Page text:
Is it the discovery we’ve all been waiting for? Could those be Malaysia Airlines Flight 370’s pingers?
Here are four reasons to believe and six reasons to doubt:
REASONS TO BELIEVE
1) The frequency doesn’t occur in nature.
The Chinese Haixun 01 patrol ship detected pulses at a frequency of 37.5 kHz, the Chinese state-run Xinhua news agency reported. That’s the same frequency of black box pingers — and that frequency is no accident. The pingers were designed to have that frequency because it does not occur in nature.
2) There were two separate events.
The Haixun 01 reported two pulses within 2 kilometers (1.25 miles) of each other. Air Chief Marshal Angus Houston, head of the Joint Agency Coordination Center, described them as “fleeting, fleeting acoustic events.” One was described as being 90 seconds long; no time was given for the other, but it was evidently shorter. Read the rest of this entry »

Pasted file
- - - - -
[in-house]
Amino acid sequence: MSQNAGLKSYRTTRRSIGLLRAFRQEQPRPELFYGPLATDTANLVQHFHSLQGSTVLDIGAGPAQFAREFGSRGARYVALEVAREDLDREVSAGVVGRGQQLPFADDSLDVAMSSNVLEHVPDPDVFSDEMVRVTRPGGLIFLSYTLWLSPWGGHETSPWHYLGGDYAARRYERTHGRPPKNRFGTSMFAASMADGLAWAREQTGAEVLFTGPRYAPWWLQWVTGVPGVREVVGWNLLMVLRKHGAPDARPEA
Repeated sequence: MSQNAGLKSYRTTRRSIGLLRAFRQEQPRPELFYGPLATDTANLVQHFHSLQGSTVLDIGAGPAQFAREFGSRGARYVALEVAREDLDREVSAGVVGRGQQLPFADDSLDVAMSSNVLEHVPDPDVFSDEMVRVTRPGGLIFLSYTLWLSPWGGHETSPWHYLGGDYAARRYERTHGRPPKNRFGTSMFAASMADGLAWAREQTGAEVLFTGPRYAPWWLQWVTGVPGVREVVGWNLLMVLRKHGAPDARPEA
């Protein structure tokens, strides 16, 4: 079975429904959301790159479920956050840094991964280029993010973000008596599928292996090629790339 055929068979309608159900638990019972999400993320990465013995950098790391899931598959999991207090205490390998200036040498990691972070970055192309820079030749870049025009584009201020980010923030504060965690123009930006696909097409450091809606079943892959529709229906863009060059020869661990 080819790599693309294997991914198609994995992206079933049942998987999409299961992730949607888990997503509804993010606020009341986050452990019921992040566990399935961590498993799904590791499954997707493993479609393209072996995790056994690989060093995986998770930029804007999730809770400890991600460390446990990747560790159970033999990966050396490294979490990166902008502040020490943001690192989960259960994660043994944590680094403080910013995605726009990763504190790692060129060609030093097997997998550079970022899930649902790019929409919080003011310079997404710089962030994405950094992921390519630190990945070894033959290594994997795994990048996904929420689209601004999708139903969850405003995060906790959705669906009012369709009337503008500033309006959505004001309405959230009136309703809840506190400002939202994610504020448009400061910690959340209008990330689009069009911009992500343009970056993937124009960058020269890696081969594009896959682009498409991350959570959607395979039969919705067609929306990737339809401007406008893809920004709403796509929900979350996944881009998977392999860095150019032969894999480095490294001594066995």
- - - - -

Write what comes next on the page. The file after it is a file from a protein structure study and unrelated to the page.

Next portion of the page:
The Daily Beast
Hope to find MH 370 was virtually destroyed by a month of bungled searching. The only saving grace was one lonely satellite company’s brilliance.
It’s now a month since Malaysian Flight MH370 became modern aviation’s greatest mystery. Certain things are clear and many of them are disturbing.
First, the oversight of commercial air space in this part of Asia is chaotic. Jealously preserved divisions of power within each state made it impossible to achieve the kind of open, rapid and efficient exchange of information between the states themselves that is essential in an emergency. As s result, too much time has been spent chasing false leads, some of them dubiously motivated, and assessing data that turned out to be badly flawed.